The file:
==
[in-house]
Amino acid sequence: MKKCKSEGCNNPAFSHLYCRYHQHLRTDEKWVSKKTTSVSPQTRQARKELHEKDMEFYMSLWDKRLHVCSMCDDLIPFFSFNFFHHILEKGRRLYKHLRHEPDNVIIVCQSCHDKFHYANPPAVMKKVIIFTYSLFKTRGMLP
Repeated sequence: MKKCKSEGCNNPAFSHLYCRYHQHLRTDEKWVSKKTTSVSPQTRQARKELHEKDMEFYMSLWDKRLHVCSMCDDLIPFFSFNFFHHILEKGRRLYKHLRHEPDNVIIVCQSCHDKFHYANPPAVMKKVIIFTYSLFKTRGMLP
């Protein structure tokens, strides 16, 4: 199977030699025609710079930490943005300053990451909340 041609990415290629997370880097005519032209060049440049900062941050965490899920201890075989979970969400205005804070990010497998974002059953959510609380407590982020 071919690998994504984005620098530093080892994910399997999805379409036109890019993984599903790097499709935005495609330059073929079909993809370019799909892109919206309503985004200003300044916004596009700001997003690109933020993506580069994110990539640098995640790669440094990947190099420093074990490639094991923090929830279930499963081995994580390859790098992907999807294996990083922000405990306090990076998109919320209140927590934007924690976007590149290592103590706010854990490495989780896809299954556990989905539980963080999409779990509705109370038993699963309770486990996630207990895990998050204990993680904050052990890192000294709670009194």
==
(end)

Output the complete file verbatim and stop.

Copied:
[in-house]
Amino acid sequence: MKKCKSEGCNNPAFSHLYCRYHQHLRTDEKWVSKKTTSVSPQTRQARKELHEKDMEFYMSLWDKRLHVCSMCDDLIPFFSFNFFHHILEKGRRLYKHLRHEPDNVIIVCQSCHDKFHYANPPAVMKKVIIFTYSLFKTRGMLP
Repeated sequence: MKKCKSEGCNNPAFSHLYCRYHQHLRTDEKWVSKKTTSVSPQTRQARKELHEKDMEFYMSLWDKRLHVCSMCDDLIPFFSFNFFHHILEKGRRLYKHLRHEPDNVIIVCQSCHDKFHYANPPAVMKKVIIFTYSLFKTRGMLP
């Protein structure tokens, strides 16, 4: 199977030699025609710079930490943005300053990451909340 041609990415290629997370880097005519032209060049440049900062941050965490899920201890075989979970969400205005804070990010497998974002059953959510609380407590982020 071919690998994504984005620098530093080892994910399997999805379409036109890019993984599903790097499709935005495609330059073929079909993809370019799909892109919206309503985004200003300044916004596009700001997003690109933020993506580069994110990539640098995640790669440094990947190099420093074990490639094991923090929830279930499963081995994580390859790098992907999807294996990083922000405990306090990076998109919320209140927590934007924690976007590149290592103590706010854990490495989780896809299954556990989905539980963080999409779990509705109370038993699963309770486990996630207990895990998050204990993680904050052990890192000294709670009194």